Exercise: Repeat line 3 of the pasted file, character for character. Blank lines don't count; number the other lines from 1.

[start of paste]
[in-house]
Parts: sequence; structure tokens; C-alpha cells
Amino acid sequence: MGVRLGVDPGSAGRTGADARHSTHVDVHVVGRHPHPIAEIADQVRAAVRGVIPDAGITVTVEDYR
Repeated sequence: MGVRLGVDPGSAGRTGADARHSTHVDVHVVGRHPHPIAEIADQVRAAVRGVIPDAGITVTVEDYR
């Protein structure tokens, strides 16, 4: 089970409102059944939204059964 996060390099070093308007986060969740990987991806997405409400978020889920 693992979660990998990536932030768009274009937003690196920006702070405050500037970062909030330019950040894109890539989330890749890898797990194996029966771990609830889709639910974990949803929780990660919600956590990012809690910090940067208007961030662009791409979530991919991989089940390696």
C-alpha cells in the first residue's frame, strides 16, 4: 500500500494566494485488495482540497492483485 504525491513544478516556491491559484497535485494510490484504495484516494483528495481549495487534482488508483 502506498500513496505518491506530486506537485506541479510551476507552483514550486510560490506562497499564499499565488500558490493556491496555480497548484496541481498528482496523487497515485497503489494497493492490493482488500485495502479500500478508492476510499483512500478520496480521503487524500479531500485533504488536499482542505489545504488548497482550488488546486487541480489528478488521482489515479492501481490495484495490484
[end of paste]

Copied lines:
Amino acid sequence: MGVRLGVDPGSAGRTGADARHSTHVDVHVVGRHPHPIAEIADQVRAAVRGVIPDAGITVTVEDYR